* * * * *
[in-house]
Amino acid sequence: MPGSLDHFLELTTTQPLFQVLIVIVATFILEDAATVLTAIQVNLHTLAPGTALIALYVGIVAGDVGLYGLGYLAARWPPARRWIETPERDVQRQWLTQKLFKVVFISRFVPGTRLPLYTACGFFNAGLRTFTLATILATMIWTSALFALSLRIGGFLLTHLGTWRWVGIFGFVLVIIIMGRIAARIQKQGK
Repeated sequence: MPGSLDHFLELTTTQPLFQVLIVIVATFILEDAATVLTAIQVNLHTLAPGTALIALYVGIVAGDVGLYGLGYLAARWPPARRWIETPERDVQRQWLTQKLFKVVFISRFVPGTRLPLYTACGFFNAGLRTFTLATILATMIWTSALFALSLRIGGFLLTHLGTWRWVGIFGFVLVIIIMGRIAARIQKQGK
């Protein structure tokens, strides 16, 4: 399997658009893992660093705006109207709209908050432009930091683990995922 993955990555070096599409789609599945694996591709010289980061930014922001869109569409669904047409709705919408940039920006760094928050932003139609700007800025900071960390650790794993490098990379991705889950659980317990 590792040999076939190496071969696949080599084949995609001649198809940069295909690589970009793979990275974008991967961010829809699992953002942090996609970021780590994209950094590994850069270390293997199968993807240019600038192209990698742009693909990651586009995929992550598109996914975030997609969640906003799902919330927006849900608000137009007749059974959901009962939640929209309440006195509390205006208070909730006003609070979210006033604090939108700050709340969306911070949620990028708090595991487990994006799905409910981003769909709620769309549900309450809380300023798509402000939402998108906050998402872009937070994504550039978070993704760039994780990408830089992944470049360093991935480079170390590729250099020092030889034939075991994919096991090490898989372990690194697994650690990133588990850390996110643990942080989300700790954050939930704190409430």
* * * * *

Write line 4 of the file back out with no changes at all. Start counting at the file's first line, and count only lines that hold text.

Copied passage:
């Protein structure tokens, strides 16, 4: 399997658009893992660093705006109207709209908050432009930091683990995922 993955990555070096599409789609599945694996591709010289980061930014922001869109569409669904047409709705919408940039920006760094928050932003139609700007800025900071960390650790794993490098990379991705889950659980317990 590792040999076939190496071969696949080599084949995609001649198809940069295909690589970009793979990275974008991967961010829809699992953002942090996609970021780590994209950094590994850069270390293997199968993807240019600038192209990698742009693909990651586009995929992550598109996914975030997609969640906003799902919330927006849900608000137009007749059974959901009962939640929209309440006195509390205006208070909730006003609070979210006033604090939108700050709340969306911070949620990028708090595991487990994006799905409910981003769909709620769309549900309450809380300023798509402000939402998108906050998402872009937070994504550039978070993704760039994780990408830089992944470049360093991935480079170390590729250099020092030889034939075991994919096991090490898989372990690194697994650690990133588990850390996110643990942080989300700790954050939930704190409430």